Deadly clashes have erupted in Tunisia's poverty-stricken south between security forces and protesters, killing one police man and wounding eight others, as demonstrators demand an end to rampant unemployment.
Five years after protests in Tunisia toppled dictator Zine El Abidine Ben Ali and sparked the Arab Spring, thousands have taken to the streets across the country calling for "work, freedom, dignity," the cry of Tunisian youth today, the same as it was in 2011. Just as the self-immolation of Mohamed Bouazizi acted as a catalyst to the Tunisians' grievances five years ago, so too has the death of graduate Ridha Yahyaoui galvanised opinion in Kasserine.
The death of the unemployed protester, who was electrocuted while climbing a pylon, has galvanised opinion. AP reported Yahyaoui was protesting rejection from a government job in the region when he died. Unemployment among young people in Tunisia stands at 30%, double the national average of 15%.
Following death of the 28-year-old, protests grew in Kasserine with thousands protesting across the country in solidarity, including in the capital Tunis. Forty were injured in the protests. Tunisia's Interior Ministry said the police officer killed in the clashes died in Feriana when he was attacked by the crowd as he tried to leave his car.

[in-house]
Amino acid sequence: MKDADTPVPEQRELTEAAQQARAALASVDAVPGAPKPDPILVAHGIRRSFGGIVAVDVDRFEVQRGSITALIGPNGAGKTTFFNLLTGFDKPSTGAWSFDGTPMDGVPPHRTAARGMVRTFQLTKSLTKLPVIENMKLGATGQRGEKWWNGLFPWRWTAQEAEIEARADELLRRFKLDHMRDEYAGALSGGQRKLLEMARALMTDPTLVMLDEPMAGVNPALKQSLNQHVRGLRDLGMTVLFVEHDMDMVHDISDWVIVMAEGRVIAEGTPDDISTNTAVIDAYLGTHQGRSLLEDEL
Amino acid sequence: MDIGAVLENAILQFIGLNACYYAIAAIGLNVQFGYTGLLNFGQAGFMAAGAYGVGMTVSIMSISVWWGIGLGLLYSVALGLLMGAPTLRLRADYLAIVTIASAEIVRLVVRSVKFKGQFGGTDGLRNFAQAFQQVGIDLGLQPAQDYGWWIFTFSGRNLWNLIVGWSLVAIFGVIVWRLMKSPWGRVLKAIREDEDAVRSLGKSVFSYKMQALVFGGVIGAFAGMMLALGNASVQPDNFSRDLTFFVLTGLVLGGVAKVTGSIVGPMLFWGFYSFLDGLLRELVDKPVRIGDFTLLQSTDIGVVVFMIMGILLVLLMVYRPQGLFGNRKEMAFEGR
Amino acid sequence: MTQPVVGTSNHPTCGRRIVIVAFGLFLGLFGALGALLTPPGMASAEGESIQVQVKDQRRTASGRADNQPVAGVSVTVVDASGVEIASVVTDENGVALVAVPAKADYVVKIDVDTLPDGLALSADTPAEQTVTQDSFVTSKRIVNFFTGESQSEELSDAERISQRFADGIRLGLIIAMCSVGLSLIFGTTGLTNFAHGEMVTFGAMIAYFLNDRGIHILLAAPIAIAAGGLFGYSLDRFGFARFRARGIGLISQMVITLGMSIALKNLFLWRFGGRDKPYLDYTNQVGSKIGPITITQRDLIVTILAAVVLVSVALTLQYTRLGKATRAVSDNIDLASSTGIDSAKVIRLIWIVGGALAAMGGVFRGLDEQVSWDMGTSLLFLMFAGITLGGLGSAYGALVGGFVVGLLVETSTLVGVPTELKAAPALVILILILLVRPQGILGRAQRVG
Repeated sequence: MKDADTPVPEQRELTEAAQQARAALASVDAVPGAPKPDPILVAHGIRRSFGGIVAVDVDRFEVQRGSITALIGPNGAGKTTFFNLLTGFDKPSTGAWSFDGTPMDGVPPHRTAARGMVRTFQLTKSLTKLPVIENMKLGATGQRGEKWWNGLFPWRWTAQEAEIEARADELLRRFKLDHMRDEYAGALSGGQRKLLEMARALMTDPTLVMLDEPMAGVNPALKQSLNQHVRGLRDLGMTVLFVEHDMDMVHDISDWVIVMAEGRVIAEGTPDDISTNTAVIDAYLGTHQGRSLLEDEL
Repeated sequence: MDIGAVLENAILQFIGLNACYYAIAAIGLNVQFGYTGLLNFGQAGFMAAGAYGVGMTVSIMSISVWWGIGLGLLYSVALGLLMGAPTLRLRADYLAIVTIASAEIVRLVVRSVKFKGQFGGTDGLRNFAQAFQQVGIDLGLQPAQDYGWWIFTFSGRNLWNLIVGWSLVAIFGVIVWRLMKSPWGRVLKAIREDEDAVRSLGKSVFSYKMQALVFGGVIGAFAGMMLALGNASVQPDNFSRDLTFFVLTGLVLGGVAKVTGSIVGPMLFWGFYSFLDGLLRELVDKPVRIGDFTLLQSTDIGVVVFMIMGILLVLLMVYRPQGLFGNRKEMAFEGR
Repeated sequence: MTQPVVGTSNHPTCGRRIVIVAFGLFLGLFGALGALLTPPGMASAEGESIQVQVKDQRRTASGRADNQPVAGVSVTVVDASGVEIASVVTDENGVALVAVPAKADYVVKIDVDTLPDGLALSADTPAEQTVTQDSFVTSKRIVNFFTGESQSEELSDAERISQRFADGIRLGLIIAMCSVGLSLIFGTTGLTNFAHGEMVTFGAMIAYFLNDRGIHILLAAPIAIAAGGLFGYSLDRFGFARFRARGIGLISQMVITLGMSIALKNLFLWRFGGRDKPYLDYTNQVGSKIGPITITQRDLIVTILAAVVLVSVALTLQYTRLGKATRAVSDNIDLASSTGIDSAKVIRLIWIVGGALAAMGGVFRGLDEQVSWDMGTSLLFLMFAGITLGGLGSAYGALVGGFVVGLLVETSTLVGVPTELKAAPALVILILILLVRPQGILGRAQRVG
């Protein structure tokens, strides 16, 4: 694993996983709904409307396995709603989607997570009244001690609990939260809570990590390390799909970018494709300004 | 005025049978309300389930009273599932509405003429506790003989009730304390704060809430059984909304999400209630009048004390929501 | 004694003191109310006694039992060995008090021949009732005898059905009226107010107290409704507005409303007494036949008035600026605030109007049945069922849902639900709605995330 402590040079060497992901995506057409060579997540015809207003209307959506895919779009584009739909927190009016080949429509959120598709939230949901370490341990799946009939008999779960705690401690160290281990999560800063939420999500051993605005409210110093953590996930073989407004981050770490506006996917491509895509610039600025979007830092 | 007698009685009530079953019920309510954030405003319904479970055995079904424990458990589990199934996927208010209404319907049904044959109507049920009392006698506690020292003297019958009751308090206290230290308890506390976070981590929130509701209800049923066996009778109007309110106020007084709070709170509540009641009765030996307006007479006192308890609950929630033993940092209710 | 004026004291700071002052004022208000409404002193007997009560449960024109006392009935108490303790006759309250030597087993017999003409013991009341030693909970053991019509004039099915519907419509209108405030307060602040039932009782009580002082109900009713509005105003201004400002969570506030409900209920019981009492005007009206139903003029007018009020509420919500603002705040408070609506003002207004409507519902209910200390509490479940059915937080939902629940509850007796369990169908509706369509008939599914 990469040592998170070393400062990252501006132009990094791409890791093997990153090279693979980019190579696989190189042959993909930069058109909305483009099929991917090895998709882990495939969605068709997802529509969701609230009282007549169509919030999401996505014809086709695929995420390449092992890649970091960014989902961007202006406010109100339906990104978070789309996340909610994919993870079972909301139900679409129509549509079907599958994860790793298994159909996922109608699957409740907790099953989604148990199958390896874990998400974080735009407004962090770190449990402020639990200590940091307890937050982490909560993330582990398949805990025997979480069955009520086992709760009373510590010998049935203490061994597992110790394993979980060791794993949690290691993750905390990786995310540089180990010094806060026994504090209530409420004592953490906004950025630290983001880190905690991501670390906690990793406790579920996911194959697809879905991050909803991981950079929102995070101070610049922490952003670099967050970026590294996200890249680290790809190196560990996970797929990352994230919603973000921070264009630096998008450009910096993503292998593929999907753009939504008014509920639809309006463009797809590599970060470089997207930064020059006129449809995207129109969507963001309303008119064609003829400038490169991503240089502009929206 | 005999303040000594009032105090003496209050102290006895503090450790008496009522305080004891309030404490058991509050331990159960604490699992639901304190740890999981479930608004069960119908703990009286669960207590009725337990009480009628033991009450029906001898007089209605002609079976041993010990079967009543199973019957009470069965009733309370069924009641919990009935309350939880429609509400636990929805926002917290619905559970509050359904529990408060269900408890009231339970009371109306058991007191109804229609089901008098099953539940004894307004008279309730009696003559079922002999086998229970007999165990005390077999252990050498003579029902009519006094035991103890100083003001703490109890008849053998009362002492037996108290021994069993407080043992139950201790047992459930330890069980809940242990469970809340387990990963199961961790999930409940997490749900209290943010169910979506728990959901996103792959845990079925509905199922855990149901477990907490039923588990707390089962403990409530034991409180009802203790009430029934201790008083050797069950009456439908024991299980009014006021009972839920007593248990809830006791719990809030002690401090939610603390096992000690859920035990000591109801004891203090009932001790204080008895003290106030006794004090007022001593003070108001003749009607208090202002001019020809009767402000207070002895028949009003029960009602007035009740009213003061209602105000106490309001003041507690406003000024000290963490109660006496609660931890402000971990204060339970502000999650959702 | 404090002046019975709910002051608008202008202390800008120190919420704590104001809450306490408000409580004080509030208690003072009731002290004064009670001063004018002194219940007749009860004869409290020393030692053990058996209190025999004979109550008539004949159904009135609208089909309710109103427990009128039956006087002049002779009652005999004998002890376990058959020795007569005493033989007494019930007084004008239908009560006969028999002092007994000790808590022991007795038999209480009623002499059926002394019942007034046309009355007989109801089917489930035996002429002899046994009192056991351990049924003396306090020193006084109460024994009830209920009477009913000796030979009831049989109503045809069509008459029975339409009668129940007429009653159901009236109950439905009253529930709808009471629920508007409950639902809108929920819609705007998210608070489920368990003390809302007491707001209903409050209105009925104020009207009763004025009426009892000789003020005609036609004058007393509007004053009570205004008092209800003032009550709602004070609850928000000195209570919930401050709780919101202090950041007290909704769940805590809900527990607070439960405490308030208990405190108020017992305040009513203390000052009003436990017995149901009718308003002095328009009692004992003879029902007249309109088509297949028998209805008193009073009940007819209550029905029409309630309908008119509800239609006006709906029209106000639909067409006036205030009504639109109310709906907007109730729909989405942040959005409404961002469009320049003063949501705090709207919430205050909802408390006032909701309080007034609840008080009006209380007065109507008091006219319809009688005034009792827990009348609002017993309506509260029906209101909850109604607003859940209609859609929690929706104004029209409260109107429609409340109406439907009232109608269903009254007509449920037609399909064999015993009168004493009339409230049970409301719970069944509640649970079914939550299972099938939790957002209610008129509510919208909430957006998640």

The security services have deployed teargas and water cannon in efforts to quell the demonstrators but with little success. Rzouga Selmi, a human rights activist from Tunis, told IBTimes UK at present protests were growing with marches and sit-ins taking place at different government headquarters. He said the capital crowds were starting to grow outside the Ministry of Interior and Union buildings.
"It's happening now because January is becoming a symbolic month for protesting and other different movements," Selmi explained. "Tunisians are not happy with the revolution of 2011. Before they wanted to give the government the chance to work and change things," he added.
Selmi said many felt solidarity with Yahyaoui who he claimed he had been discriminated against. He said there was a nervousness in the country about the outcome of protests but this had been overcome by the desire to see change. "A lot of people are afraid to see the country turn out like Libya or Syria, particularly as the Islamic State (IS) in Libya is just over the border ... but people are ready and committed too," he said.
Despite relative stability in Tunisia, hailed as the region's sole success story following the region's 2011 uprisings, the country has not been completely spared Isis (Daesh) violence visited upon the failed Arab Spring countries of Syria and neighbouring Libya.
Tunisian gunman Seifeddine Rezgui returned from an Islamic State training camp in Libya to his own impoverished town of Gaafour before opening fire on tourists on a beach in Sousse killing 38 in June 2015. The attack dealt a body blow to tourism in the country, following earlier jihadist attacks on Tunis' Bardo museum killing 21 in March, costing jobs Tunisia could not afford to lose.
Selmi explained that aside from the unemployment issue, Tunisians were aggrieved over increasing police brutality and draconian penal laws which impinged upon human rights. However, he said there was little appetite for a second revolution amid fears radical groups might take advantage of the chaos. "They have had enough of words and want action but they are not saying 'degage'. They are not demanding a change in government," he said.